And whatever we think of their choices and I don't think much of them in terms of treating this cancer, I understand why she may have panicked that the chemotherapy is very rough on the child. But put that aside, she - he needs an intact family, he's going to need his mom especially given his particular cognitive problems. So I think you got to realize getting him the chemotherapy is half the battle. The victory is if you can get him the chemotherapy with an intact family.

NEARY: Now in this case it sounds like the resolution, now that they have returned, that the resolution is that they are going to drop the charges but that's still to be decided. Let me ask both of you, all of these kinds of questions, do they have to be handled on a case by case basis or is there a way to legislate these cases when a parent or - to decide for - is it possible to, you know, create a law that would say when a parent or a doctor has the final decision-making power. Mr. Farris?

FARRIS: I don't think so. I think that you can only enact general principles in law and the general principles should be that parents have a fundamental right to make decisions for their children. And it has to be case by case because there are just too many factors, too many variables. And there is going to be disagreements and it really shouldn't be up to doctors or parents in the final analysis. It's got to be up to judges who are impartial. We take the - going back to the vaccination issue, our youngest daughter ran a 106-degree temperature after a pertussis vaccine. And so, for her three younger brothers, we refused to get vaccinations until they are little older, about three or four years old.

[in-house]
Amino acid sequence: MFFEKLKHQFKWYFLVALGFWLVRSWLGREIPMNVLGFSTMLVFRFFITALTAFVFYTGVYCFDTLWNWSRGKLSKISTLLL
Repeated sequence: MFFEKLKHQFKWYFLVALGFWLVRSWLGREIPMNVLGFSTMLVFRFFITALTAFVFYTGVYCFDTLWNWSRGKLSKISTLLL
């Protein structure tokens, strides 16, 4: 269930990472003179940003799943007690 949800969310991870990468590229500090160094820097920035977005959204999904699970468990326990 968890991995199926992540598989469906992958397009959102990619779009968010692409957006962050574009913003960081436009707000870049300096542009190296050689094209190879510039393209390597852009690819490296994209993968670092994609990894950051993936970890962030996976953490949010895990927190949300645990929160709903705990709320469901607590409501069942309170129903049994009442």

And we ran into substantial interference with doctors. We just said look, we've had a reaction in our family, we think there is an issue here and we're just going to delay. And, you know, we had - I had to fight - in fact, if I wasn't a lawyer who was experienced in these things, I don't know that I would have won some of those fights.

NEARY: Mr. Farris, we are going to have to stop you right there because we're out of time. Thanks to both of you...

CAPLIN: Lynn, thank you.

NEARY: ...for joining us this morning. Michael Farris is a constitutional lawyer and president of parentalrights.org. Arthur Caplin is a professor of bioethics and director of the Center for Bioethics at the University of Pennsylvania.